In its consideration of Ground 1, the Privy Council noted that “given the very limited attention given to the issue of substantial injustice in the parties’ submissions, it is perhaps not surprising that [the judge in Supreme Court Decision] did not expressly refer to it as an issue“. The Privy Council went on to consider that the Lease Renewal Point was considered in the Supreme Court Decision to be a “central issue” that was not put to the arbitrator, and that the Supreme Court Decision recognised that “a failure to deal with a central issue might well affect the outcome of the award and thereby cause substantial injustice“. The Privy Council concluded that this was “one of those cases in which the nature of the irregularity and failure of due process mean[t] that it [was] ‘inherently likely’ that there has been substantial injustice“. Applying its construction of s90, the Privy Council found that substantial injustice had been found in substance, which was all that s90 required.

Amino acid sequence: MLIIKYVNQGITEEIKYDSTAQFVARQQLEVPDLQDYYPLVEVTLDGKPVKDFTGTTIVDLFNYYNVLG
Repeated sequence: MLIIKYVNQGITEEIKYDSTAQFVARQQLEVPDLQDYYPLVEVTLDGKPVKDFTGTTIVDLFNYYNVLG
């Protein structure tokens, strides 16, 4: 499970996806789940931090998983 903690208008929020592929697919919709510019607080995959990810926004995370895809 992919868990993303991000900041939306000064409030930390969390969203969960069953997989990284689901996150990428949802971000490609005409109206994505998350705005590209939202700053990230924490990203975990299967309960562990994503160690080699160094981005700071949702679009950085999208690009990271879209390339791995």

In regards to Ground 2, the Privy Council found that “for essentially the same reasons” as Ground 1 (that is, substantial injustice had been found in substance) there was also serious procedural irregularity in the arbitrator applying a one third deduction. It was “self-evident that an arbitrary deduction of damages… [was] seriously prejudicial to RAV“. In so finding, the Privy Council rejected the Court of Appeal’s characterisation that the one third reduction undertaken by the arbitrator was an error of law, holding instead that it was “correctly identified as an irregularity” by RAV. On the question of the 15% deduction applied by the arbitrator in respect of TBC’s expert’s evidence being unsupported by documents, in the eyes of the Privy Council this was not a procedural irregularity. This was because it “should have been obvious to RAV that [TBC’s expert’s evidence] was problematic and weakened” and RAV had “ample opportunity to address the arbitrator on the matter” and as such the issue was “in play” or “in the arena“.